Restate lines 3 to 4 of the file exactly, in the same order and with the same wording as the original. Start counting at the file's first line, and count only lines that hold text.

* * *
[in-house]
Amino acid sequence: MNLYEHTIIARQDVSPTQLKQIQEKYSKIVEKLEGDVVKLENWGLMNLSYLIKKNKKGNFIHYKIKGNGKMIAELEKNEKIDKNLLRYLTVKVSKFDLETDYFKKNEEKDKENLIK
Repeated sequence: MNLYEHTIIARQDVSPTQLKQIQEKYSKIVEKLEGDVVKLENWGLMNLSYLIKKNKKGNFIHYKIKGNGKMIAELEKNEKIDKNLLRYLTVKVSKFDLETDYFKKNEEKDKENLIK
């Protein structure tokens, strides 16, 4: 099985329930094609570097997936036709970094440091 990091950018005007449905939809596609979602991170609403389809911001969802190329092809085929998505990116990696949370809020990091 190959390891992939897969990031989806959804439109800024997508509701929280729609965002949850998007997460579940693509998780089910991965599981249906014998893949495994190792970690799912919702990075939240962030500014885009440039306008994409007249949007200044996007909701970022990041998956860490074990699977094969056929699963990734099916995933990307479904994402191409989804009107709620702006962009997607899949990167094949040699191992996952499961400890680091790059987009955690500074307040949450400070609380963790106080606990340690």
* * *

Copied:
Repeated sequence: MNLYEHTIIARQDVSPTQLKQIQEKYSKIVEKLEGDVVKLENWGLMNLSYLIKKNKKGNFIHYKIKGNGKMIAELEKNEKIDKNLLRYLTVKVSKFDLETDYFKKNEEKDKENLIK
């Protein structure tokens, strides 16, 4: 099985329930094609570097997936036709970094440091 990091950018005007449905939809596609979602991170609403389809911001969802190329092809085929998505990116990696949370809020990091 190959390891992939897969990031989806959804439109800024997508509701929280729609965002949850998007997460579940693509998780089910991965599981249906014998893949495994190792970690799912919702990075939240962030500014885009440039306008994409007249949007200044996007909701970022990041998956860490074990699977094969056929699963990734099916995933990307479904994402191409989804009107709620702006962009997607899949990167094949040699191992996952499961400890680091790059987009955690500074307040949450400070609380963790106080606990340690």